Los Mayos Mountain Nature Reserve: An Opportunity for The Nature Fund for Costa Rica
Updated: Dec 2, 2022
Introduction: How does a successful private reserve look and feel like?
A few months ago in July, I had the opportunity to visit the town of Monteverde for the first time in my life. This in itself doesn’t sound very impressive, but growing up in Costa Rica I had heard of this town and of Monteverde Cloud Forest Preserve for most of my life, and everyone spoke to me of the place with high regard. So, while I was exploring the town and enjoying the scenery, the same question kept popping into my head: why did it take so long for me to come here?
There really is no single answer to that question. I am an avid mountaineer and this passion has led me to remote areas of Costa Rica that most Ticos (Costa Ricans) won’t ever visit. I have also done volunteering in many secluded places and communities in my country, but neither of these interests ever took me to this amazing place. Once there, something about Monteverde made me feel a little sad about not visiting the place earlier, like I had not taken full advantage of my opportunity as a Tico.
What was it about that place that felt so different, so special to me? Working as an administrative manager for an environmental NGO (The Nature Fund for Costa Rica), I was naturally curious about a community so well known for its close relationship with nature. After talking to many people from the community and doing a little reading into its history, I feel it has to do with the integration of the human community and the natural ecosystems Monteverde is embedded in. The community is located in the Tilarán Mountain Range near the continental divide, which marks the separation of the Atlantic and Pacific slopes in Costa Rica. This, among other characteristics, makes the area a hotspot for biological diversity and a melting pot of different species of flora, fauna and other organisms.
In the first few decades of the 20th century, the area was settled initially by a few Ticos who either worked at nearby mining operations or provided services to those who worked at the mines. Some of these early settlers cleared land in order to undertake agricultural endeavors and live the simple and humble Costa Rican country lifestyle.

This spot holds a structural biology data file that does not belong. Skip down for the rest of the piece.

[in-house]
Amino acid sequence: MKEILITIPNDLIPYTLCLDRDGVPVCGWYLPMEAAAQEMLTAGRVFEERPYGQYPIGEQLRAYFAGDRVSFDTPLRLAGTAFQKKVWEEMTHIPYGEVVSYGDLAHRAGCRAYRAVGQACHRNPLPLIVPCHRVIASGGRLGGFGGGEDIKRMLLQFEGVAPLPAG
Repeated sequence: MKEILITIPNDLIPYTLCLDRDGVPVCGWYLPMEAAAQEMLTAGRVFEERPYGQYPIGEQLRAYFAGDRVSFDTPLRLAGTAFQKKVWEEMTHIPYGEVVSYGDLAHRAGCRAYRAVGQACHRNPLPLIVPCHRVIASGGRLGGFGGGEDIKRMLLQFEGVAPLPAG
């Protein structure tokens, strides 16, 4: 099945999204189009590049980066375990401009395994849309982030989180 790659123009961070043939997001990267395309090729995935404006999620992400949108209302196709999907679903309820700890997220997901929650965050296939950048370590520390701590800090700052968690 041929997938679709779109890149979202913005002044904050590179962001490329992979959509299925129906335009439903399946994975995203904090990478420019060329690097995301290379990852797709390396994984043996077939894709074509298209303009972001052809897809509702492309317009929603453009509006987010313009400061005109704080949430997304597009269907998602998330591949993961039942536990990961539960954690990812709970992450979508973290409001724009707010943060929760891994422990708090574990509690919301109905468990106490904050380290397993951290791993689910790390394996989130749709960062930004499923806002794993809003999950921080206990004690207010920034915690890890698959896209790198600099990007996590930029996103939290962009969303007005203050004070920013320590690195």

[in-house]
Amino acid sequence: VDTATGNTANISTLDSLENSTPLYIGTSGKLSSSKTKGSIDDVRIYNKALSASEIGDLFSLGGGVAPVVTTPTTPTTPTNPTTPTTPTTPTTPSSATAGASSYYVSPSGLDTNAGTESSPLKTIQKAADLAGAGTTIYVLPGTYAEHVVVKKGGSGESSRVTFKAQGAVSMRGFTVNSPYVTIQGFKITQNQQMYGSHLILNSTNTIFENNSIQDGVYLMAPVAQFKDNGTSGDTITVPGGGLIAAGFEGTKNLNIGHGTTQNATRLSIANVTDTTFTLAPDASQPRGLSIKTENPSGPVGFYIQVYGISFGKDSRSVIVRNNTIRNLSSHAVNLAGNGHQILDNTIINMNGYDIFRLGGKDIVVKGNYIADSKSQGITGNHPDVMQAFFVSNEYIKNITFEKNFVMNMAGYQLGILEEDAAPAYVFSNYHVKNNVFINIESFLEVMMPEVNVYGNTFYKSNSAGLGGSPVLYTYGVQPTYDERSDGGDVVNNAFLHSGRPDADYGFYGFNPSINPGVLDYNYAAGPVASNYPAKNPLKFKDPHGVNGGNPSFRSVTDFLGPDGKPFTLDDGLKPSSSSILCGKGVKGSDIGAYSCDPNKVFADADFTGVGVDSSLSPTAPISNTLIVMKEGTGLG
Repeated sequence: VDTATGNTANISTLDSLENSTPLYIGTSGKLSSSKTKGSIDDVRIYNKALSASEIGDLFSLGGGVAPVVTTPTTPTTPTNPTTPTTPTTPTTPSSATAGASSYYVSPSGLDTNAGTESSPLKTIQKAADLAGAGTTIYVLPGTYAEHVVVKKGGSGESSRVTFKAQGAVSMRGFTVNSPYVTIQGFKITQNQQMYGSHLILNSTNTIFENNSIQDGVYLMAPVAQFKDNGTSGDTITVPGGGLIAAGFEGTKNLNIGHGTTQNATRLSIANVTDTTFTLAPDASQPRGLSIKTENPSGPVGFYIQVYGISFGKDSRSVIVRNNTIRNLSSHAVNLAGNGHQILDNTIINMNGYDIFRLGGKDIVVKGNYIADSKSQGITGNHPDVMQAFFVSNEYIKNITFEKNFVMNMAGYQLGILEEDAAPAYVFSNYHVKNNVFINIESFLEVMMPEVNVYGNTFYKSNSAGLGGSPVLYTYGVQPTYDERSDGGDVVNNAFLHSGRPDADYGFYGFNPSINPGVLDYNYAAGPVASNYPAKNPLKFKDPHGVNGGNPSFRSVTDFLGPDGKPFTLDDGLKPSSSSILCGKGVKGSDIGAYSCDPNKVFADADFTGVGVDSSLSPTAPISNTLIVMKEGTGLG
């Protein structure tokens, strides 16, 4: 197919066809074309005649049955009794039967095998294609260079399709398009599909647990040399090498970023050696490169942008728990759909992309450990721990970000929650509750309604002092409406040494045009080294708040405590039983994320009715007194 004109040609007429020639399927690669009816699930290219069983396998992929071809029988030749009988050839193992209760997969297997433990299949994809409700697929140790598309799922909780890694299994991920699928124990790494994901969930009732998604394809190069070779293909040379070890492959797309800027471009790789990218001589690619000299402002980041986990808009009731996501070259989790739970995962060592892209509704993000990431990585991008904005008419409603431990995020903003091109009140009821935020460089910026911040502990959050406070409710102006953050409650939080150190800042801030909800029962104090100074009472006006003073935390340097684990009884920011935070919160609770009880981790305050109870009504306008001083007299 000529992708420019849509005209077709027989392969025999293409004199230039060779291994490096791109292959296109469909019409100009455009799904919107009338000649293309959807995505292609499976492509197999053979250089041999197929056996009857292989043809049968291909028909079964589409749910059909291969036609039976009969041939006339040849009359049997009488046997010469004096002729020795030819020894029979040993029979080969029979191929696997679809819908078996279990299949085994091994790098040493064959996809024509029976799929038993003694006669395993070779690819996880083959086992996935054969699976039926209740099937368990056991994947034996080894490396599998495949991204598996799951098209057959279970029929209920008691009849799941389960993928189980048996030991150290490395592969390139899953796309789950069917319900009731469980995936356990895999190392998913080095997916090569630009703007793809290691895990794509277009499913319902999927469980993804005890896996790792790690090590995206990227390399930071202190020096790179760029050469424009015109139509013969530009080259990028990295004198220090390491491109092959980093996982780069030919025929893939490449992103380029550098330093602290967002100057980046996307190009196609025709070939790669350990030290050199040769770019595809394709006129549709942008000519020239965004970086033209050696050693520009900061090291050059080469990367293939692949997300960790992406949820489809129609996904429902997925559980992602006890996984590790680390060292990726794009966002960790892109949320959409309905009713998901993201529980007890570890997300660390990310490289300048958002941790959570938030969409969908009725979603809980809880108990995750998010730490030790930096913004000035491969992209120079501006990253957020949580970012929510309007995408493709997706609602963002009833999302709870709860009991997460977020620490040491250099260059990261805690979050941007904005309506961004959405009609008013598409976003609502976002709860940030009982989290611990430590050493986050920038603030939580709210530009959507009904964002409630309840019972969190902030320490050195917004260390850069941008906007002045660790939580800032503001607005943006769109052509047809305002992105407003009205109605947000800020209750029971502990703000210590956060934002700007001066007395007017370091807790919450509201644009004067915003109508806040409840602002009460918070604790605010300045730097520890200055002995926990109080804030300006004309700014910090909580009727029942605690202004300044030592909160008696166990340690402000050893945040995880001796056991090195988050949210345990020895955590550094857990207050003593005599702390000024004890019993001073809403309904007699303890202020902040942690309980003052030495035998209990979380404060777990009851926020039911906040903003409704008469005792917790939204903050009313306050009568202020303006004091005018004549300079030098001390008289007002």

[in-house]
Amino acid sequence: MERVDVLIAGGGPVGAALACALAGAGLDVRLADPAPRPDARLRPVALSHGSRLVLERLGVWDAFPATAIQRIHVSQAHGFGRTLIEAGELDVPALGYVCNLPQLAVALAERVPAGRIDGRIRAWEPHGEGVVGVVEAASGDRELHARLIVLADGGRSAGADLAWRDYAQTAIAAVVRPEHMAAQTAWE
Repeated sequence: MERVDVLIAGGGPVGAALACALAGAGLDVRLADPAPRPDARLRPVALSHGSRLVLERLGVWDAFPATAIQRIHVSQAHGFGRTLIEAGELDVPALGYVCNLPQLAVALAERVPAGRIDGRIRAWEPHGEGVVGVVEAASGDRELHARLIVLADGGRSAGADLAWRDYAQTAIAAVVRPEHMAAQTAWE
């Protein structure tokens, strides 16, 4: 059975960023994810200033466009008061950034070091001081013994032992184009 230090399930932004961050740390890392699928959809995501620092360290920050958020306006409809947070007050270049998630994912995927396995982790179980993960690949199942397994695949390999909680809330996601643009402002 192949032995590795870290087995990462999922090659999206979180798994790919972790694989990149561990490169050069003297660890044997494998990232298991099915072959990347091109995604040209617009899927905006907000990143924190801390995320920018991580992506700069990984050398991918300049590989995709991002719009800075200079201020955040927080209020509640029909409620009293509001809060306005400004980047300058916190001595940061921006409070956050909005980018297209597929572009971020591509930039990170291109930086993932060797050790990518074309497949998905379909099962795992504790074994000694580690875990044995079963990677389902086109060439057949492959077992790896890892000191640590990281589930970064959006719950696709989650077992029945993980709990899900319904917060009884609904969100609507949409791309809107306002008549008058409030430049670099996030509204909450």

In the 1950s many Quakers and a few other pacifists and conscientious objectors from Alabama decided to move to Costa Rica, escaping the US draft for the Korean war. Costa Rica had abolished its army just a few years before, so living here aligned perfectly with their pacifist ideology. They chose Monteverde for its cool climate, its peaceful agrarian setting and the general welcoming culture of the local inhabitants.
According to what I was told by the people in Monteverde, it was these immigrants who gave the name Monteverde (Green Mountain) to the area, due to its lush and ever-green scenery. It was actually these settlers who first set apart some of their farmland for conservation. During the following decades the area came to the attention of scientists, and word of the area’s biological riches spread. George and Harriet Powell would be some of the leading figures among these scientists, conducting research and investing their own time and money into acquiring land in order to establish a biological preserve.
Some of the researchers who visited the area worked with, or were in some way affiliated with, the Tropical Science Center, a Costa Rican environmental and scientific NGO founded in 1962. This organization has a long track record of working both with the Costa Rican government and with the private sector in order to further environmental and research initiatives, and they have brought together many actors in various fields to achieve their goals. As a result of the collaboration between Monteverde’s settlers, scientists, and the Tropical Science Center, the Monteverde Cloud Forest Preserve was founded in 1972.
Half a century later, I was walking the streets of Monteverde, having no idea of the actual impact the creation of that preserve had on the community and surrounding area. The preserve started out as a protected area of approximately 328 hectares (810 acres), with little to no installations for research or lodging. However, the sheer value of its biological resources attracted more and more researchers and lovers of nature to visit the preserve. This also activated the town’s economy and created an opportunity for further diversification of economic ventures.